Kluwer Arbitration Blog – 05/12/23 – BRAMIA: An Alternative to ISDS

Cesar A. Guimarães Pereira (Justen, Pereira, Oliveira & Talamini) and Leonardo F. Souza-McMurtrie (University of Cambridge) /  / Leave a comment

“Corporations have their own global private court system – called ISDS – which they use to bully governments. But many victims of corporate human rights abuses don’t have any way of winning justice. This is unfair. We need to end these corporate courts now! Rights for people, rules for corporations.”  Letter from the Stop ISDS movement to the President of the European Union Council (2019)

Arbitration lawyers are proud of their profession. Foundational works like ‘dealing in virtue’ and ‘arbitrating for peace’ show just how much they see themselves as a force for good, easing global tensions and fostering peace, even averting war through a system grounded in honour.

But this has changed. Thousands have gathered across Europe to protest against investment treaties like CAFTATTIPCETA, and NAFTA, repelling their arbitration clauses. Protesters feel exploited by arbitration or, as they call it, “corporate courts.” (© Jess Hurd reproduced from Global Justice Now)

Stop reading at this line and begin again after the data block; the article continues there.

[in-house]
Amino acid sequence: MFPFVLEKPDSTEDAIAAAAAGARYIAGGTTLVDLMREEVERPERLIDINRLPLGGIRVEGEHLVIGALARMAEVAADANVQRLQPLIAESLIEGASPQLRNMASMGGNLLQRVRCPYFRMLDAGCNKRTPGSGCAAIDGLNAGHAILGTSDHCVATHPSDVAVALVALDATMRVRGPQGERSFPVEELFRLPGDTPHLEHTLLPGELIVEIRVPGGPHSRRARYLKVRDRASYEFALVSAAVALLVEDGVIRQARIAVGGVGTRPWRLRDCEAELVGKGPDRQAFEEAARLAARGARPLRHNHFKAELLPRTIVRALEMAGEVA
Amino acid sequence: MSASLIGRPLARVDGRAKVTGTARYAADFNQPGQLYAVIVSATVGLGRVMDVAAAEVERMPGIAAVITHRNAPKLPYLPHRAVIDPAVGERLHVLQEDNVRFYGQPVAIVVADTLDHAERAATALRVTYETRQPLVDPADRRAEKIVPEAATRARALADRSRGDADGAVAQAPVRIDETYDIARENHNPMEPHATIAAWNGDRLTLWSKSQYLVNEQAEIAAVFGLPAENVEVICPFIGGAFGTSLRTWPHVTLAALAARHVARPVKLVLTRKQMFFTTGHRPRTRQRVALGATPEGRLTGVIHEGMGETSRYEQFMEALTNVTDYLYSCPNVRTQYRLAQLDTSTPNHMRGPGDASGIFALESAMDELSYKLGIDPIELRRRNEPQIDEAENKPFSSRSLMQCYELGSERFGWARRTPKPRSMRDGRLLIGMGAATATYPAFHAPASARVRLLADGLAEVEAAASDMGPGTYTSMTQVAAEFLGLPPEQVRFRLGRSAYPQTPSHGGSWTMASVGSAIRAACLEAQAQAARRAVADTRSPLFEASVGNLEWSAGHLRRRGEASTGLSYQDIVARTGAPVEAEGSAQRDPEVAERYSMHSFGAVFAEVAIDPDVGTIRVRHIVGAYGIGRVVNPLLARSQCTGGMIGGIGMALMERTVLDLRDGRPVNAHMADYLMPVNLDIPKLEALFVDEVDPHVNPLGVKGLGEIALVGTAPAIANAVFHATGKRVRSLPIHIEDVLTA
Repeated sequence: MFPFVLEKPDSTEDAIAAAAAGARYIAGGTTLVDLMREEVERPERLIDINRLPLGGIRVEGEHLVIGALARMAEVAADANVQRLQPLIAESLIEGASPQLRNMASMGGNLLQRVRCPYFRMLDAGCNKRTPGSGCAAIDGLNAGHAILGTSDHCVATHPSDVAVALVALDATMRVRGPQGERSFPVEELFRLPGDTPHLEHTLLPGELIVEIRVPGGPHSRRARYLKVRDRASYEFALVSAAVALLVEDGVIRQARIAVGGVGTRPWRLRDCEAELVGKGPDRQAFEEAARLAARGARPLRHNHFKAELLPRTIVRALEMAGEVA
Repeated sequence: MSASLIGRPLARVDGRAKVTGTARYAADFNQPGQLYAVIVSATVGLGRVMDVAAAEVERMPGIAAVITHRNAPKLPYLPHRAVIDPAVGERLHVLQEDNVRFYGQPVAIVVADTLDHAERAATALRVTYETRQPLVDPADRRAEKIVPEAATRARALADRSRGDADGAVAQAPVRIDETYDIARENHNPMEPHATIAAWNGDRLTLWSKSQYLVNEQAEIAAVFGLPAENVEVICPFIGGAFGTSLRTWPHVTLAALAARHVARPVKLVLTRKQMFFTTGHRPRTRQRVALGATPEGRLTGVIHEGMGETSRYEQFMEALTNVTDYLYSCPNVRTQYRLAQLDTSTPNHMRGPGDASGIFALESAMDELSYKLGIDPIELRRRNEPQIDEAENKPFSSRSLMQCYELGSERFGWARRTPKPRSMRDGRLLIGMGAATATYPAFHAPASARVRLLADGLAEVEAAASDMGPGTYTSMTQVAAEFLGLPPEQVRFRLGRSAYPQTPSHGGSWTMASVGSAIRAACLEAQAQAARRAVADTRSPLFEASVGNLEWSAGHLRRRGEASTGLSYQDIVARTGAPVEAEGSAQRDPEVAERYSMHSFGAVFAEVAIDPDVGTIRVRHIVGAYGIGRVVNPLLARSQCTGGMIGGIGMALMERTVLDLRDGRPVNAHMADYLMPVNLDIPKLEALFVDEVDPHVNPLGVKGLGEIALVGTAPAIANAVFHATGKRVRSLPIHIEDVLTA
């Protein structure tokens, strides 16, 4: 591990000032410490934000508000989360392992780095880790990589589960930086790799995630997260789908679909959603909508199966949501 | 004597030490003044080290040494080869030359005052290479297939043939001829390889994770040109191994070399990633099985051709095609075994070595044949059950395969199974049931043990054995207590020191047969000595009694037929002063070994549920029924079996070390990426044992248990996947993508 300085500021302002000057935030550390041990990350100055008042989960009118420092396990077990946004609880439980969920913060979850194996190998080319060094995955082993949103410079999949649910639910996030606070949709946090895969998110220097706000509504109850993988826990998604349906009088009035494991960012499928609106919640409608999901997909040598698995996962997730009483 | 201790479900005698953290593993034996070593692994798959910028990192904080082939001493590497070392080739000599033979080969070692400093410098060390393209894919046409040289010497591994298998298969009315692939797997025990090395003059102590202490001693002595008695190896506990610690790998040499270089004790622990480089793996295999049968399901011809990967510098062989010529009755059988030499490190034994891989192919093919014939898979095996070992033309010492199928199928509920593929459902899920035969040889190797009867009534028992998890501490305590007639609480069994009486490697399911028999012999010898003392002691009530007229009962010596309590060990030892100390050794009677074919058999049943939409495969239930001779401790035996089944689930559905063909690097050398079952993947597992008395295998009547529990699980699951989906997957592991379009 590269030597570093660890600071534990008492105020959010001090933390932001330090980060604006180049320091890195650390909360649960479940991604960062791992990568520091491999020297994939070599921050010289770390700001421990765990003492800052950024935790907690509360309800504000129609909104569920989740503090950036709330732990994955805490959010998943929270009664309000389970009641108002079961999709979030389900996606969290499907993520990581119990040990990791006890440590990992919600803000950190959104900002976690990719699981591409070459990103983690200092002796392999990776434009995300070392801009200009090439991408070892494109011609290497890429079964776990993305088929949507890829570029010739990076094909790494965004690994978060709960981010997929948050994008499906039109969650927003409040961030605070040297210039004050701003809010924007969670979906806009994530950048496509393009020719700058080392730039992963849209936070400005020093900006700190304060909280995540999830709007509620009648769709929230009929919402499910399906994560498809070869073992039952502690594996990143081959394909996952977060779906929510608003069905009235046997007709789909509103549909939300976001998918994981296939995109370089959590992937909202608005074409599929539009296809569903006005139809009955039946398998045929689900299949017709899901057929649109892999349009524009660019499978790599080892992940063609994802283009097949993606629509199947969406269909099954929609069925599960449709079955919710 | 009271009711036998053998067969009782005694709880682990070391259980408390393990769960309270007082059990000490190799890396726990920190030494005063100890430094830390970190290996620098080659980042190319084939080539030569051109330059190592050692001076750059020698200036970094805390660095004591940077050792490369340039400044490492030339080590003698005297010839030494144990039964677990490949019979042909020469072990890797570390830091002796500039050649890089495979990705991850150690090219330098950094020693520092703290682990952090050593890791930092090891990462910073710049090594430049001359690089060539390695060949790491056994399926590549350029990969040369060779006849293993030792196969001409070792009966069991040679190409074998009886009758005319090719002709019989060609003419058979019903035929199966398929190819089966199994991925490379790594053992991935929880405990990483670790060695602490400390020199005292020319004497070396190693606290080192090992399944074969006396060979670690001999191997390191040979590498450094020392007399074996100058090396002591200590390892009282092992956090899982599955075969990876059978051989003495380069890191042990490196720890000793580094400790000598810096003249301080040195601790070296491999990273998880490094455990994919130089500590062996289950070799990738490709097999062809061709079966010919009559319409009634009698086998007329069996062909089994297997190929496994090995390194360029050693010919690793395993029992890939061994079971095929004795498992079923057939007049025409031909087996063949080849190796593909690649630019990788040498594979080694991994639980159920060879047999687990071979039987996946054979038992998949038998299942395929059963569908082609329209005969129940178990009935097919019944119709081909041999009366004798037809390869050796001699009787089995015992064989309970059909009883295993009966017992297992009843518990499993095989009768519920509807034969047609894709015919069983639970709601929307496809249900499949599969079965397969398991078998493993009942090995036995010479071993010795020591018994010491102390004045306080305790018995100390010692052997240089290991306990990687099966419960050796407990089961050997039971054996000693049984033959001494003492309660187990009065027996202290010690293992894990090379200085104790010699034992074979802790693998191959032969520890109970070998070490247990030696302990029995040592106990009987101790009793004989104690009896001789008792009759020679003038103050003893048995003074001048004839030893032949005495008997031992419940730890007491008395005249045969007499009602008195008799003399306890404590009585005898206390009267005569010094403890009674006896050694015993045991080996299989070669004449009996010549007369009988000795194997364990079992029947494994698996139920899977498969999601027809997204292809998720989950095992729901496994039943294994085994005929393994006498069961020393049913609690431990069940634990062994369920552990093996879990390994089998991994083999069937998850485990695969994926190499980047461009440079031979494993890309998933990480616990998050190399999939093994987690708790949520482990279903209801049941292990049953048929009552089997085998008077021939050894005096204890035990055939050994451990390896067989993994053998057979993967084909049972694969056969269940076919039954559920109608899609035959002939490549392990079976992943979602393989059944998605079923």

In 2023, several EU members left the ECT, the largest investment arbitration treaty, after accusations that companies “weaponise” this “climate-wrecking,” “climate-killing” “obscure energy treaty” to promote “ecocide” through “biased secret courts.” Like Dorian Gray’s fate, the once clean portrait of arbitration now reflects not virtue or peace, but a more contentious legacy.
(Members of the European Parliament protest against ISDS Ⓒ REUTERS/Alamy Stock Photos, reproduced from Chatham House)

However, we propose an alternative. Emerging over the last 20 years and distant from European controversies, unlike ‘multilateral investment courts’ or ‘ombudsman’ proposals, BRAMIA is a time-tested and conservative alternative to ISDS, that shifts perceptions of power back to the people while still protecting investors. To explain how it works, we’ll take two steps back.

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